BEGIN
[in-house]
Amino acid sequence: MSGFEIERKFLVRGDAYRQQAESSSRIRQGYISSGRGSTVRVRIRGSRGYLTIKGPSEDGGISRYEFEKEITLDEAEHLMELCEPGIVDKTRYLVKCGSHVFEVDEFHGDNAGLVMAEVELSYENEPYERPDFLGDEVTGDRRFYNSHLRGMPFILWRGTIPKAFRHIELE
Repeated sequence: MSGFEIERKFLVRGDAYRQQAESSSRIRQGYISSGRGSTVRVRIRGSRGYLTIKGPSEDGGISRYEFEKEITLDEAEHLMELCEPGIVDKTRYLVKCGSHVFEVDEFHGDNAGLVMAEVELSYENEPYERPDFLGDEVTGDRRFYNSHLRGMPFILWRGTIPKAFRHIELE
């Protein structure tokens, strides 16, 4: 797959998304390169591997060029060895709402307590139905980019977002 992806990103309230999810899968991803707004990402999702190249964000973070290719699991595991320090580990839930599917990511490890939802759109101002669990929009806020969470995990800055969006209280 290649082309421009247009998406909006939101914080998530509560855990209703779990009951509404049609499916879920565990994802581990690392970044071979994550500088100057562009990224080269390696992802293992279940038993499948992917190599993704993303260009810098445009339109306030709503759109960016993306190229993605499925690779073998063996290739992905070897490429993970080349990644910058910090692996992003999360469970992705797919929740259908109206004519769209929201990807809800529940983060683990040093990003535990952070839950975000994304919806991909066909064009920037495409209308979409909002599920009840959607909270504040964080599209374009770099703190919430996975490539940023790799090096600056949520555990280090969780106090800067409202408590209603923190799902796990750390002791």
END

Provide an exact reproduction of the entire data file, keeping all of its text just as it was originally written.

[in-house]
Amino acid sequence: MSGFEIERKFLVRGDAYRQQAESSSRIRQGYISSGRGSTVRVRIRGSRGYLTIKGPSEDGGISRYEFEKEITLDEAEHLMELCEPGIVDKTRYLVKCGSHVFEVDEFHGDNAGLVMAEVELSYENEPYERPDFLGDEVTGDRRFYNSHLRGMPFILWRGTIPKAFRHIELE
Repeated sequence: MSGFEIERKFLVRGDAYRQQAESSSRIRQGYISSGRGSTVRVRIRGSRGYLTIKGPSEDGGISRYEFEKEITLDEAEHLMELCEPGIVDKTRYLVKCGSHVFEVDEFHGDNAGLVMAEVELSYENEPYERPDFLGDEVTGDRRFYNSHLRGMPFILWRGTIPKAFRHIELE
């Protein structure tokens, strides 16, 4: 797959998304390169591997060029060895709402307590139905980019977002 992806990103309230999810899968991803707004990402999702190249964000973070290719699991595991320090580990839930599917990511490890939802759109101002669990929009806020969470995990800055969006209280 290649082309421009247009998406909006939101914080998530509560855990209703779990009951509404049609499916879920565990994802581990690392970044071979994550500088100057562009990224080269390696992802293992279940038993499948992917190599993704993303260009810098445009339109306030709503759109960016993306190229993605499925690779073998063996290739992905070897490429993970080349990644910058910090692996992003999360469970992705797919929740259908109206004519769209929201990807809800529940983060683990040093990003535990952070839950975000994304919806991909066909064009920037495409209308979409909002599920009840959607909270504040964080599209374009770099703190919430996975490539940023790799090096600056949520555990280090969780106090800067409202408590209603923190799902796990750390002791």